If you ask George Creel why he supports Christendom, the answer is very simple.
“I see Christendom as a catalytic converter for the evangelization of true Catholicism,” says Creel.
Such a scientific metaphor comes naturally to Creel, who has had a long and accomplished career with Baltimore Gas and Electric Company (BGE). As a young man, he attended Johns Hopkins University and received a Bachelor of Engineering Degree in mechanical engineering. He served in the U.S. Army Corps of Engineers, first on active duty and then in active re-serve for 10 years, before being discharged as a captain. Creel worked his way up at BGE, from a junior engineer to leading the company’s nuclear and fossil energy divisions, all the way through serving as executive vice president.
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Although he spent his career working in a scientific field, Creel is a firm believer in both Christendom’s specific mission and the importance of a liberal arts education generally. He first learned about the college in the nineties while serving on the board of the Catholic Charities of Baltimore. One of Creel’s fellow board members, Tom Baldwin, was an early trustee at Christendom. Baldwin introduced Creel to the college and its mission.
Creel began reading some books by Christendom founder Dr. Warren Carroll. He was impressed with Christendom’s faithfulness to the Magisterium and its dedication to the pursuit of truth. In a world where many Catholic institutions of higher learning struggle to retain their Catholic identity, Christendom stood out to Creel as a place that truly lived and breathed the faith.
“I see Christendom College as a true Catholic liberal arts college,” he explains.
Creel has been a financial supporter of Christendom over the years ever since first discovering it. Recently, however, he decided to make a larger gift, a scholarship endowment fund, in honor of his late wife, Marian, who passed away in February of 2020.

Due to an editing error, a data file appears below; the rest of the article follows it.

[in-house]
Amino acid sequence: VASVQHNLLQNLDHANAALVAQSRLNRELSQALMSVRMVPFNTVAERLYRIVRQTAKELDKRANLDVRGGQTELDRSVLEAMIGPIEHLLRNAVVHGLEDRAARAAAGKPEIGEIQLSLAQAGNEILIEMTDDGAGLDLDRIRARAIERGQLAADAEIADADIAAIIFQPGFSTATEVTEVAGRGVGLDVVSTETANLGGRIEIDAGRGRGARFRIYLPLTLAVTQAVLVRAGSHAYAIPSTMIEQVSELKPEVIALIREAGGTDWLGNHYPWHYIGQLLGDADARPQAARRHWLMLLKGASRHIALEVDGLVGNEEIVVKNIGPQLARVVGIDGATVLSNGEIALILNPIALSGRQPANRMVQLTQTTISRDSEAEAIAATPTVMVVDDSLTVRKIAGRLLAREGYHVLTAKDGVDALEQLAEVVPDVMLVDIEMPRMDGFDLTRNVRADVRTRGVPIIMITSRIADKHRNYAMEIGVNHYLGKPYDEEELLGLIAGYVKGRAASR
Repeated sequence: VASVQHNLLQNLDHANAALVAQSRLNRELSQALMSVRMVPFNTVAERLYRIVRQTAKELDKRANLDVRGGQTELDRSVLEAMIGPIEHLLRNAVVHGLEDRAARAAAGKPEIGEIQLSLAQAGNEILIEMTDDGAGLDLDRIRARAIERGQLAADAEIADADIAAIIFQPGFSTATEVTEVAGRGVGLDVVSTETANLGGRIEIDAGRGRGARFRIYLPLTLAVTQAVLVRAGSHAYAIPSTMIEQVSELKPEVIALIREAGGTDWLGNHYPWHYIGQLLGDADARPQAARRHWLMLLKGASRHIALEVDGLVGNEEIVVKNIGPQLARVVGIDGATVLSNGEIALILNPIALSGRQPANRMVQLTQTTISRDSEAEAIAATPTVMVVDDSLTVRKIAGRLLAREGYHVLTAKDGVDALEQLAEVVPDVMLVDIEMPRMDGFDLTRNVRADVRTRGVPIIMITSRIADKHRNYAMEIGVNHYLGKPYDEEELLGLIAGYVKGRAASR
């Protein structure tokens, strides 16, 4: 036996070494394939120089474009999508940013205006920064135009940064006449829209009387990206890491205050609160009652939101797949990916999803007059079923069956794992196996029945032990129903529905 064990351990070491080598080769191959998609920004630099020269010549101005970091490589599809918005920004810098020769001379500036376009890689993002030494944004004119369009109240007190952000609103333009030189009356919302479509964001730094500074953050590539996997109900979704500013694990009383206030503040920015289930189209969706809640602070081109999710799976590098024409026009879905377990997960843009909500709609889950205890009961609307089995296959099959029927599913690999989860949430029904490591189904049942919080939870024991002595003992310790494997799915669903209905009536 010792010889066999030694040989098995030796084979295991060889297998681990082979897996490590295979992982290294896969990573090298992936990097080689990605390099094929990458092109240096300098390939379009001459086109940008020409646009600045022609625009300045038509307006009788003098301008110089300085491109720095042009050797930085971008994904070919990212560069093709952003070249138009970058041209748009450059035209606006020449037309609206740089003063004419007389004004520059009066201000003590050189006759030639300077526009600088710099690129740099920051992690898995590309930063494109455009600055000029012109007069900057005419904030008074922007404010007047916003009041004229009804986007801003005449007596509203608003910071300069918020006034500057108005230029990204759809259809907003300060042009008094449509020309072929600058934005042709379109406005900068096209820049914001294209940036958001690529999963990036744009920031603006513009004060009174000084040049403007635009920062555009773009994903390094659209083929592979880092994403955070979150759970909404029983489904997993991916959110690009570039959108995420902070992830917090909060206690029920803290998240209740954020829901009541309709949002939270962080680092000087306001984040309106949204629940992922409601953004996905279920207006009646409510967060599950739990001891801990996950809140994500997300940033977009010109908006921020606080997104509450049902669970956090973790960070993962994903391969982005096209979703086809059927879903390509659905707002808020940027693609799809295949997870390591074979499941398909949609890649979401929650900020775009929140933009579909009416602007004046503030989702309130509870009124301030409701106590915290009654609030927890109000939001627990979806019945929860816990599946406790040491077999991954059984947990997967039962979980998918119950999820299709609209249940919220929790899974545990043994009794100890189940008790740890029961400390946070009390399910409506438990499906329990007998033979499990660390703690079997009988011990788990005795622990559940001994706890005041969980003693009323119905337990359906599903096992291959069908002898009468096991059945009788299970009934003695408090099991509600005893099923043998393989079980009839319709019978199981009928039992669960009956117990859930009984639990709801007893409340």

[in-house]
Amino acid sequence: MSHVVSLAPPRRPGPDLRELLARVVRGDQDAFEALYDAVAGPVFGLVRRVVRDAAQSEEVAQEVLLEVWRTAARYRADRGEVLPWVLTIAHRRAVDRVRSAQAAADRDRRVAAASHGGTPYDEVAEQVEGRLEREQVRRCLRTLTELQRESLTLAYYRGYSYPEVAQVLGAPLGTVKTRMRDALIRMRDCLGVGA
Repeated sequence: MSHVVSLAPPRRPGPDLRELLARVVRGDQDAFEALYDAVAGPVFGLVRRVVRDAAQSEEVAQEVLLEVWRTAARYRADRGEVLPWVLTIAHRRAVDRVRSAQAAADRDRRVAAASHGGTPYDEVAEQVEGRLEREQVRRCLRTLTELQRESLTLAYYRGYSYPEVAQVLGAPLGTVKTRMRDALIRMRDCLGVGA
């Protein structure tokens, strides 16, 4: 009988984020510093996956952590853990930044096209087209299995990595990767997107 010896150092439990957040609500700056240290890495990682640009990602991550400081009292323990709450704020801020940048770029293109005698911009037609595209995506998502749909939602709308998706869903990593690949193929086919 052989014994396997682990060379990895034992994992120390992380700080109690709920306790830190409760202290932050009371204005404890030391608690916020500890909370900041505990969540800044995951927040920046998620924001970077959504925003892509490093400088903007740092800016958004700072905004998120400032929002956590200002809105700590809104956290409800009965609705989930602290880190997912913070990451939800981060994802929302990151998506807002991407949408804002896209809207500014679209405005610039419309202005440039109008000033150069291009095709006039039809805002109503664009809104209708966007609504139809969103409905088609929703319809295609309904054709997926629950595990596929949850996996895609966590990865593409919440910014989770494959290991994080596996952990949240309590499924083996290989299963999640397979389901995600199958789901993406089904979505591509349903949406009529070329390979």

At first, since both Marian and his oldest daughter were nurses, he considered a scholarship related specifically to the sciences. After much thought and prayer, however, Creel ultimately opted to make an impact that specifically benefits students and Christendom’s mission to restore all things in Christ.
“I thought that if I really wanted to support the college as a catalytic converter for evangelization, I wouldn’t put any limits on it,” he says. “So, I just decided to make it a straight scholarship for students based on need and merit.”
Creel also supports the kind of education Christendom offers because he saw firsthand the difference that a liberal arts graduate can make. While he was a student at Johns Hopkins, he knew many people who studied the liberal arts, and he saw how those studies benefited them.
As he advanced in his career and took on managerial and then executive roles, he noticed that many of the problems he’d encounter had to do with people and behavioral issues. As an employer, he realized that hiring liberal-arts-educated workers made a positive difference. He also knew others who thought the same. Dana P. Robertson, chairman of the National Catholic Community Foundation, affirmed Creel’s belief that liberal arts schools, and Christendom in particular, are worth supporting.
“Dana had been an executive in a financial firm, and he had seen so many good people over the years who’d come out of college with a good liberal arts education,” Creel says.
Now, thanks to the Marian Creel Memorial Scholarship Endowment, more students will have the opportunity to receive the rich benefits of an authentically Catholic liberal arts education and formation at Christendom. They will become true “catalytic converters” of the new evangelization, a dream come true for Creel.
For more information on giving to Christendom, visit christendom.edu/give.